Funny Oberservation: Valeria, the intern (seen above), worn sweat pants and her hoodie in 25C+ weather. I on the other hand got a little sun stroke and blisters on my shoulders.

The mulch is biodegradable (made from corn) and serves a number of purposes… to keep out the weeds… to preserve moisture in the soil and to heat the soil. All of these things will help ensure the success of Farmer Katie’s investment!

Step 2: After the mulch is secured, we planted the seedlings. A ruler is used to ensure that the seedings are spaced accordingly. One person marks a spacing of 24 inches on centre, another drops a seedling next to each marks and records the variety, and the third person follows.. digging the holes and planting the pumpkin!

coveringStep 4: Row Cover. Over each 200 ft bed we placed a covering. Same deal as before.. insert ohhhh… about 300 plastic hoops give the cover shape and keep the cover off the plants. Then you unroll the cover… just like before… and you bury the edges with soil to keep it from blowing away and keep out the pests! All of this burying is done with a hoe.

Funny observation: I am right handed, but I am a left handed hoer.

In this case a covering was placed over the flowers to protect them from “cucumber beetle”. Apparently the beetle will eat the flower and sadly no fruit will come.

Step 5:  I won’t be there… but Farmer Katie will use her experience and wisdom to know when to remove the cover. She needs to remove it for the plants to pollenate… but not too soon or the beetle will eat the flowers.

 

squah 2This work took 3 people a whole day.. from 7:30 a.m. until  4:30 p.m… with a lunch break. We all slept very well on Wednesday night.


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Ladybug! Ladybug! Fly Away Home

It was a wet and muddy day on Friday, June 14, 2013 at Red Pocket Farm. I arrived early and got to do a field inspection with farmer Amy. A field inspection will inform a farmer about the “state of affairs”. What needs to be done… what can be done given the weather, ground, and soil conditions… it sets out the priorities for work to be done – given these factors – on that day. I am sure that this all plays in to the “grand farm plan” for the season. Farmer Amy also documents this information in her log… like good farmers do.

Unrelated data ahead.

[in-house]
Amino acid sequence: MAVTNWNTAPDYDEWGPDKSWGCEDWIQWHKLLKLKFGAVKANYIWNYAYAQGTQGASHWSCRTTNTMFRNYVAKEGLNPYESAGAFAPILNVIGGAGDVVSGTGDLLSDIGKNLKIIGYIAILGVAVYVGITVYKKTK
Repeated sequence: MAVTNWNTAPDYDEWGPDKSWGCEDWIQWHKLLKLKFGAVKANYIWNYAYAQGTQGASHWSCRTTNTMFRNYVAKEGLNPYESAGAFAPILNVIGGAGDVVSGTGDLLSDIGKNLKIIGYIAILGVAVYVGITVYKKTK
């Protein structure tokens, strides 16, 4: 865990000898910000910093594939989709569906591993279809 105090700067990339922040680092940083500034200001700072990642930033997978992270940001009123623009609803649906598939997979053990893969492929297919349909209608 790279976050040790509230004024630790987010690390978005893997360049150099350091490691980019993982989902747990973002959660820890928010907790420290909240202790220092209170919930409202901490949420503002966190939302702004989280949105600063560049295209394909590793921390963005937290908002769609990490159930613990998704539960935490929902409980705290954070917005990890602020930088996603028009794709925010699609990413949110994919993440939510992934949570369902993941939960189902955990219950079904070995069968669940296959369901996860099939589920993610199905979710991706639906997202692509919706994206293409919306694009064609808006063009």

On Friday morning we weeded, but did not walk between the beds because it was too wet. We weeded the main walkways and the weeds that we could reach and pull out from there… so about 18″ in on most beds. By the afternoon the sun and the wind had dried the ground significantly and we were able to clear three 50 ft beds. We pulled the remaining crop, cleaned out the weeds, and added compost… 8 wheel barrels of compost! This was part of preparing the beds for a new crop to be planted. The beds will not be seeded for at least two weeks.

And then we planted beans… two rows about thirty feet long… I was too tired to remember the type I beans we planted, but I do remember that we inoculated the beans before we planted them and I learned more about why nitrogen is so important.

“An inoculant is a powdered form of bacteria or fungus that is added to the soil by means of coating the pea or bean seed with the powder prior to planting. The bacteria most commonly used are Rhizobium bacteria for inoculating legumes like peas and beans.”

“In a nutshell, what the Rhizobium bacteria does is stimulate the legume roots to grow nodules that “fix” nitrogen.  What “fixing” means is that the nodules absorb nitrogen from the air and convert it into ammonia in a useable form that the plants can readily take up for growth. This fixing action has a two-fold effect. The first is making nitrogen available for the current crop. The second is when the plants are tilled under after the harvest. The nodules then provide a storehouse of nitrogen in the soil that becomes available for the next crop.”